How an indigenous medicine became a soda fountain classic.
Root beer is a drink so American it predates the formation of the United States, and while it may be closest tied to a scoop of vanilla ice cream today, it actually began as a medicinal drink.
Long before Europeans arrived on American shores, indigenous peoples boiled the roots of sassafras, a deciduous tree that thrives in the Northeast, as an herbal tonic. While sassafras leaves produce a fresh lemony aroma, the roots deliver a distinctly root beer natural sweetness, which was often amplified with other sweeteners to enhance the throat-coating effect.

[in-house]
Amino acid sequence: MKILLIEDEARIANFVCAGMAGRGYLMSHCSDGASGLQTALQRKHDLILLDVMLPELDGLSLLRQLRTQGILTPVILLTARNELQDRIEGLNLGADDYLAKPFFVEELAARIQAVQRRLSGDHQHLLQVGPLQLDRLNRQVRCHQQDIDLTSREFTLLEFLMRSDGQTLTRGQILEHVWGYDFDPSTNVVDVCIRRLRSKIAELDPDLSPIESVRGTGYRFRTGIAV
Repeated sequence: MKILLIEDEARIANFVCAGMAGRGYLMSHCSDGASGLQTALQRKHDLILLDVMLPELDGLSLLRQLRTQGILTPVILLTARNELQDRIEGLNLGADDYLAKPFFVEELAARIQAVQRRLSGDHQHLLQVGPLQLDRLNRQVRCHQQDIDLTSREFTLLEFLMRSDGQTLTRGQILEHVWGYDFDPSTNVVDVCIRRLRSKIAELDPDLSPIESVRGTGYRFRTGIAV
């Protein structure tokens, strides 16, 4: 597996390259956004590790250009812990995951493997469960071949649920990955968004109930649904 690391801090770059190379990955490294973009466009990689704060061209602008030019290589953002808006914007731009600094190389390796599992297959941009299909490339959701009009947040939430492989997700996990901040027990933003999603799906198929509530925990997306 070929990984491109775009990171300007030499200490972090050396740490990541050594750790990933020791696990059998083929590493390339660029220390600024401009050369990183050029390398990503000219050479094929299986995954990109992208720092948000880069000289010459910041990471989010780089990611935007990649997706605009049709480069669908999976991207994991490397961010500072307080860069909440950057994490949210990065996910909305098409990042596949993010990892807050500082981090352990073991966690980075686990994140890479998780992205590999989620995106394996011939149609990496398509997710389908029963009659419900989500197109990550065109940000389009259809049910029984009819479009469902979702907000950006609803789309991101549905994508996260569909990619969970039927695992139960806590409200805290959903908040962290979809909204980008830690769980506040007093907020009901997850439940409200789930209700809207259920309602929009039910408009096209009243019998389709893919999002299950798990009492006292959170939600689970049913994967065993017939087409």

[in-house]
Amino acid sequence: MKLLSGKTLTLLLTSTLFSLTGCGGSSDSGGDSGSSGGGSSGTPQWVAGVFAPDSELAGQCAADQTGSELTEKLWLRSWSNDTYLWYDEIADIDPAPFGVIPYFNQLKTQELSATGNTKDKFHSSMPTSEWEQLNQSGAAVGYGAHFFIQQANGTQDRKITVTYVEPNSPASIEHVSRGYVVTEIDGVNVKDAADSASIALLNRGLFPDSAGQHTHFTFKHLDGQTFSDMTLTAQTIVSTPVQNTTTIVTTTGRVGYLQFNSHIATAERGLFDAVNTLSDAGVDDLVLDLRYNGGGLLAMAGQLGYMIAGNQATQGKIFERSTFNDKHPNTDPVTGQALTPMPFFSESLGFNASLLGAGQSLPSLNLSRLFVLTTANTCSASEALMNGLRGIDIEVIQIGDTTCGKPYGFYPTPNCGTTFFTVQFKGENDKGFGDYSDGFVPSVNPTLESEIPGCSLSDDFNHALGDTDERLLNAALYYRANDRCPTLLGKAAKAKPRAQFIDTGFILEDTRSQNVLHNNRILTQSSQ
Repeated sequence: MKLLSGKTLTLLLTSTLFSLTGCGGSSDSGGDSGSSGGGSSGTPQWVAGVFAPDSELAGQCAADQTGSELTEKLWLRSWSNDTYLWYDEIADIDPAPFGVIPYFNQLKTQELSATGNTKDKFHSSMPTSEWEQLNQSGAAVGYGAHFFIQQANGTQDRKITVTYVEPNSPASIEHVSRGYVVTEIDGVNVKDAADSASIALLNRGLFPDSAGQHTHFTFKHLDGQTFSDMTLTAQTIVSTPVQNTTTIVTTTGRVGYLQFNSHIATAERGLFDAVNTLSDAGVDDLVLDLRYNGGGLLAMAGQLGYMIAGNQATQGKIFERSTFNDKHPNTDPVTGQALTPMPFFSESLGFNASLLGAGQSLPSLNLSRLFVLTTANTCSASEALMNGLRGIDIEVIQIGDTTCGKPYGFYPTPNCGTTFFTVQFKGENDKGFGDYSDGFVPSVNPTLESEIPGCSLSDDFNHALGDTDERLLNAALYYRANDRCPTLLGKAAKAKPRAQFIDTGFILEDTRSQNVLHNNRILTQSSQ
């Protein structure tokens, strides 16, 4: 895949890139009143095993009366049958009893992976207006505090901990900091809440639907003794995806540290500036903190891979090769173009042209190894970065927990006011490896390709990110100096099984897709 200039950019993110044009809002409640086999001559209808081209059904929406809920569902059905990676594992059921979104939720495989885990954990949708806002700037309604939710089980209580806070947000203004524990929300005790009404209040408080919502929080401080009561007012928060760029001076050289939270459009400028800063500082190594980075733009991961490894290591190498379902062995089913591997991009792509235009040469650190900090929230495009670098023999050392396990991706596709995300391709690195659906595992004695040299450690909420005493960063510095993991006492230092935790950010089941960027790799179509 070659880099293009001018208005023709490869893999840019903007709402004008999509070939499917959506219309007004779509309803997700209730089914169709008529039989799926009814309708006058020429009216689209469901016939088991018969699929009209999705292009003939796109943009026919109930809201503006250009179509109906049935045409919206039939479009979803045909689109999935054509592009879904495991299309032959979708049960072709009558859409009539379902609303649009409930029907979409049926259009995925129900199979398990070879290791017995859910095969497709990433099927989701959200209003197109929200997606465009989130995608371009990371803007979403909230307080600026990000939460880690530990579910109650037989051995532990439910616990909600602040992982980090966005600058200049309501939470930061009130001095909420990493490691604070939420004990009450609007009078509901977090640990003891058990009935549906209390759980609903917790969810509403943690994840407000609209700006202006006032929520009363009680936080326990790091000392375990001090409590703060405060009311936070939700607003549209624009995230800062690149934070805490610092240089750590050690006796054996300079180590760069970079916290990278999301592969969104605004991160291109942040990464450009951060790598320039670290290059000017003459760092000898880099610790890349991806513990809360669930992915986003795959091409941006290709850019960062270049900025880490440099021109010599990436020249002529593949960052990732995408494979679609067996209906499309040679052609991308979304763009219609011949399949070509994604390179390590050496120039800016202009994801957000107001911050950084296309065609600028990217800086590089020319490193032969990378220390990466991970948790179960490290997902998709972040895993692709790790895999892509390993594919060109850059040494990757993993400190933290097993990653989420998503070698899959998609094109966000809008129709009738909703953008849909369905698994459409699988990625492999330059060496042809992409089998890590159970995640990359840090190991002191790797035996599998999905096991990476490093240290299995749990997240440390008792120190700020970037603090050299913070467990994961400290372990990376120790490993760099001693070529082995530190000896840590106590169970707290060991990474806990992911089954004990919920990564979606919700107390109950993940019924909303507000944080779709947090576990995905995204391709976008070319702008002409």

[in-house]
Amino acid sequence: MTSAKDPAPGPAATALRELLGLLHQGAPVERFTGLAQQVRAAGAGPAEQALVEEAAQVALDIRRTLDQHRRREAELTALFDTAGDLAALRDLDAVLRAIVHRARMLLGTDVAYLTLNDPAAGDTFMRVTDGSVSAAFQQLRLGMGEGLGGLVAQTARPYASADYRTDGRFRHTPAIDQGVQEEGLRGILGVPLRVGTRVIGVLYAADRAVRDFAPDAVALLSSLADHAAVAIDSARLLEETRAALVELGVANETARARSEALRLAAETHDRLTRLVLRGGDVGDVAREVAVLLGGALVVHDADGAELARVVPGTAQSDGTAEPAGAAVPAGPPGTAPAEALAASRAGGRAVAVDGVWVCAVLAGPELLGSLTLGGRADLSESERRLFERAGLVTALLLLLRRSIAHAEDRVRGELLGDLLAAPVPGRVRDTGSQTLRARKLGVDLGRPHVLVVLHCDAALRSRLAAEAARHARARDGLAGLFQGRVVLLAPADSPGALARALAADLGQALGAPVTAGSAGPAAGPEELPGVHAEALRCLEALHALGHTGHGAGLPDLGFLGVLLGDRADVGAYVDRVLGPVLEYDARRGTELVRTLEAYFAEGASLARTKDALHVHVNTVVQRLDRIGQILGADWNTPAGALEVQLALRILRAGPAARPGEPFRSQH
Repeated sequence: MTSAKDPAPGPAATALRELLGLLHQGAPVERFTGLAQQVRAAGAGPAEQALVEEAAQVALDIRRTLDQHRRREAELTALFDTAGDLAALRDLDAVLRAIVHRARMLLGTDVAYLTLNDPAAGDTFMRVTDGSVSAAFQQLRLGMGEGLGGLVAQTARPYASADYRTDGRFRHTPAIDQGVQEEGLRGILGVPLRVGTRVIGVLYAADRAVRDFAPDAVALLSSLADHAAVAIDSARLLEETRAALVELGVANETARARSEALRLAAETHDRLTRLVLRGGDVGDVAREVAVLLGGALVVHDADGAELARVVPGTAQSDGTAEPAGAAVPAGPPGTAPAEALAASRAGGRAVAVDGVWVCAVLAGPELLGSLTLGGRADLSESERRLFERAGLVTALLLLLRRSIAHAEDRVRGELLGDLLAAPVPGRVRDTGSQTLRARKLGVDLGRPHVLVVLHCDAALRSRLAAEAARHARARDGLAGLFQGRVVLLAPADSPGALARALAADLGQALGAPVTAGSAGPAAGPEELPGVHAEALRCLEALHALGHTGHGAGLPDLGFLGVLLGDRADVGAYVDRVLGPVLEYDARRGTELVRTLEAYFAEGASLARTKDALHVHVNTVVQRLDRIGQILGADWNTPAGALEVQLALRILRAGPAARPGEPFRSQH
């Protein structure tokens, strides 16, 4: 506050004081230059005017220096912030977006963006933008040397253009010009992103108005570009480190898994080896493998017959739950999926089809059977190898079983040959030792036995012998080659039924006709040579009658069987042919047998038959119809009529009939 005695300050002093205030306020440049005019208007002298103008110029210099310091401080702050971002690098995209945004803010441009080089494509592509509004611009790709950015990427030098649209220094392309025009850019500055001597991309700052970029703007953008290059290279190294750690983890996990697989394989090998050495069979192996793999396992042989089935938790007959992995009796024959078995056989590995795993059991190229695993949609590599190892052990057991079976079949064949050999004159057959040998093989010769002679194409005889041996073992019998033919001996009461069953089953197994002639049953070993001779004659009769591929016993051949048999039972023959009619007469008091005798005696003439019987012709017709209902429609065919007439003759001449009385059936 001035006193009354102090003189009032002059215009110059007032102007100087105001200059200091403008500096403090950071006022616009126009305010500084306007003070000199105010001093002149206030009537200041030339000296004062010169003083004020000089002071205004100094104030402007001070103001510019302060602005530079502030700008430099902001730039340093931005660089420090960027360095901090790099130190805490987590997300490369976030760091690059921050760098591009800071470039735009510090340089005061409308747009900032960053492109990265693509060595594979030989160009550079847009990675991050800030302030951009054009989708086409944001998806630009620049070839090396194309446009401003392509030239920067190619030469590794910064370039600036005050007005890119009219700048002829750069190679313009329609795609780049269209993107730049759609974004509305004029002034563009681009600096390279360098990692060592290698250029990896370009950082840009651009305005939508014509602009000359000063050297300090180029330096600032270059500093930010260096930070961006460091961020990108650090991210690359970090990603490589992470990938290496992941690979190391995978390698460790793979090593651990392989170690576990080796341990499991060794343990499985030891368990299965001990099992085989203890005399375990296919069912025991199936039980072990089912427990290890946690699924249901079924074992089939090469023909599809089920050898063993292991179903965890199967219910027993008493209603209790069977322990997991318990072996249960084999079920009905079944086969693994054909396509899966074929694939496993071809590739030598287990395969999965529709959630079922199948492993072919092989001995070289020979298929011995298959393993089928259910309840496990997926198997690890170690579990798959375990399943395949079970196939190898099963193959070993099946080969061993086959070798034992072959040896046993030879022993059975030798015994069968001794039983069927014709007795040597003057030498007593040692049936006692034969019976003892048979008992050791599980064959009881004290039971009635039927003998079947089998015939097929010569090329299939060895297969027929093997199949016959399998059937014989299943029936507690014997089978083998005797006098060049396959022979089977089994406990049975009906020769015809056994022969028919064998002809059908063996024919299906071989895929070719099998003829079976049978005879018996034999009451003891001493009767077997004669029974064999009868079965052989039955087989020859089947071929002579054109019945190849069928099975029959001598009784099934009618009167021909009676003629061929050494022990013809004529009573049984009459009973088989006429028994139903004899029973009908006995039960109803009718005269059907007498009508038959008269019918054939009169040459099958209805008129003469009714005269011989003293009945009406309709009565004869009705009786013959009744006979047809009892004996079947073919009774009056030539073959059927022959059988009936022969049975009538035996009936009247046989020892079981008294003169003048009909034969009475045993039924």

The Europeans caught on, selling the drink in pharmacies and candy shops, and in 1875, a pharmacist named Charles Elmer Hires bottled and sold the first commercial root beer. Hires was a teetotalling medicine man and wanted to call the drink root tea, but changed the name when he realized that “beer” probably sounded a lot more appealing to working-class stiffs. Technically, his brew was indeed a beer—without refrigeration, starch-laced liquids like sweetened sassafras tea will naturally ferment into a low-alcohol drink. Modern root beer obviously isn’t. Nor is it made with real sassafras most of the time, ever since the FDA flagged the root for its trace amounts of the carcinogen safrole.